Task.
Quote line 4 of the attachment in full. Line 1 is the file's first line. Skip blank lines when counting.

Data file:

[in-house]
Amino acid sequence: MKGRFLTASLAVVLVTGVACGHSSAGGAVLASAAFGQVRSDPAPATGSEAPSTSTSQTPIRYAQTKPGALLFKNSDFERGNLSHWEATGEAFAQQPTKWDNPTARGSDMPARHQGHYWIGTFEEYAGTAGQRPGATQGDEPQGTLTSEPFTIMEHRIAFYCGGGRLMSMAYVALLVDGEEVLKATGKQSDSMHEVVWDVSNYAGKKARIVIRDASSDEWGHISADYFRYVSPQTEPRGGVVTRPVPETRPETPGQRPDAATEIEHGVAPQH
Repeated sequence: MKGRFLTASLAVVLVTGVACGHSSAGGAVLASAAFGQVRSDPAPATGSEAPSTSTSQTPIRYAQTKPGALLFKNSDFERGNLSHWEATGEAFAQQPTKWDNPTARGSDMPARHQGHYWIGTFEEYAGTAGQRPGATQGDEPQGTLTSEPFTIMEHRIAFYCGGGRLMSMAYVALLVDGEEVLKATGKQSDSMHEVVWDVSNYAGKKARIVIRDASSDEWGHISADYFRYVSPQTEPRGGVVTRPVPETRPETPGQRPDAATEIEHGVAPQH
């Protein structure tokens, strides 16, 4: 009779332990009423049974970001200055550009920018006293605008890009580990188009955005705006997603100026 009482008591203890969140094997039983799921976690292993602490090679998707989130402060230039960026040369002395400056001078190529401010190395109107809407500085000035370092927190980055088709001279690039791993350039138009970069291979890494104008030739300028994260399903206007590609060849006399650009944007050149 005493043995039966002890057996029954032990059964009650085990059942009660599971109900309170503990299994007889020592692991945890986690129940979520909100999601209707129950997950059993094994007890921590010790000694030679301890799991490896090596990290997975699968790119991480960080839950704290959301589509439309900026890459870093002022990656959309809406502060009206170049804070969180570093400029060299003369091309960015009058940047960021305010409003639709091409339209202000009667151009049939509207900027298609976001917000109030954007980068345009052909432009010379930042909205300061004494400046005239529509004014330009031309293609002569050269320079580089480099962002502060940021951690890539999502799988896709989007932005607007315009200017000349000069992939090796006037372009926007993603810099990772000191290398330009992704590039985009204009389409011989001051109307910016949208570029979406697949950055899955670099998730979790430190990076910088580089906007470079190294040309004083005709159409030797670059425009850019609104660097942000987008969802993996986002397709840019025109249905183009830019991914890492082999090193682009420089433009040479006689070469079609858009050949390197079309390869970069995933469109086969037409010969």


């Protein structure tokens, strides 16, 4: 009779332990009423049974970001200055550009920018006293605008890009580990188009955005705006997603100026 009482008591203890969140094997039983799921976690292993602490090679998707989130402060230039960026040369002395400056001078190529401010190395109107809407500085000035370092927190980055088709001279690039791993350039138009970069291979890494104008030739300028994260399903206007590609060849006399650009944007050149 005493043995039966002890057996029954032990059964009650085990059942009660599971109900309170503990299994007889020592692991945890986690129940979520909100999601209707129950997950059993094994007890921590010790000694030679301890799991490896090596990290997975699968790119991480960080839950704290959301589509439309900026890459870093002022990656959309809406502060009206170049804070969180570093400029060299003369091309960015009058940047960021305010409003639709091409339209202000009667151009049939509207900027298609976001917000109030954007980068345009052909432009010379930042909205300061004494400046005239529509004014330009031309293609002569050269320079580089480099962002502060940021951690890539999502799988896709989007932005607007315009200017000349000069992939090796006037372009926007993603810099990772000191290398330009992704590039985009204009389409011989001051109307910016949208570029979406697949950055899955670099998730979790430190990076910088580089906007470079190294040309004083005709159409030797670059425009850019609104660097942000987008969802993996986002397709840019025109249905183009830019991914890492082999090193682009420089433009040479006689070469079609858009050949390197079309390869970069995933469109086969037409010969």